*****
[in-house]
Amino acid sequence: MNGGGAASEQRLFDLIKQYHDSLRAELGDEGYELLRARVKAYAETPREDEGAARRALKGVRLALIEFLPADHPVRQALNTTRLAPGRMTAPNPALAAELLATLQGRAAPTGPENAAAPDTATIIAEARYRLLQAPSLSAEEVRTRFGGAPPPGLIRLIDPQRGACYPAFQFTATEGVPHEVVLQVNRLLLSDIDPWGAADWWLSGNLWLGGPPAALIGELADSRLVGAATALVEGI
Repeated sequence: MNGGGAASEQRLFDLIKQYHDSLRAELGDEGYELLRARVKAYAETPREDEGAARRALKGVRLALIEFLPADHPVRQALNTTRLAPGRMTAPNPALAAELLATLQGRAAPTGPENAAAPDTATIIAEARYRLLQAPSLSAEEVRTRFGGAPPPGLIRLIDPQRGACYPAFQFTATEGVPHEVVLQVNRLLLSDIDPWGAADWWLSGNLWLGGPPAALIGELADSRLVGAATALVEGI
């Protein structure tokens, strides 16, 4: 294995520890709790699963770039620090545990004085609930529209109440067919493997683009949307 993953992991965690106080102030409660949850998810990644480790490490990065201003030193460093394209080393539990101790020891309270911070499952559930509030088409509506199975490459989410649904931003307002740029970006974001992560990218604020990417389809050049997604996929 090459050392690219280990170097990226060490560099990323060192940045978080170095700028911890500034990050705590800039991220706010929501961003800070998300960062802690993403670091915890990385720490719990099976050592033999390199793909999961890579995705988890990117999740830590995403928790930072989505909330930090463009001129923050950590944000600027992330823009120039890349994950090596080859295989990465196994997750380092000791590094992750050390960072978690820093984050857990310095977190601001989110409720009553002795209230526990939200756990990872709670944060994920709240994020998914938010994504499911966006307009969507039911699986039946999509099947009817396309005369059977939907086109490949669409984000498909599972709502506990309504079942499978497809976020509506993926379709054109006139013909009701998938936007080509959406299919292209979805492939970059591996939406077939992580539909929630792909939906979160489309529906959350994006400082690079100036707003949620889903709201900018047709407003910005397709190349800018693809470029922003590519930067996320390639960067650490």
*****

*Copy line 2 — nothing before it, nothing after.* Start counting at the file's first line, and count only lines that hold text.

Amino acid sequence: MNGGGAASEQRLFDLIKQYHDSLRAELGDEGYELLRARVKAYAETPREDEGAARRALKGVRLALIEFLPADHPVRQALNTTRLAPGRMTAPNPALAAELLATLQGRAAPTGPENAAAPDTATIIAEARYRLLQAPSLSAEEVRTRFGGAPPPGLIRLIDPQRGACYPAFQFTATEGVPHEVVLQVNRLLLSDIDPWGAADWWLSGNLWLGGPPAALIGELADSRLVGAATALVEGI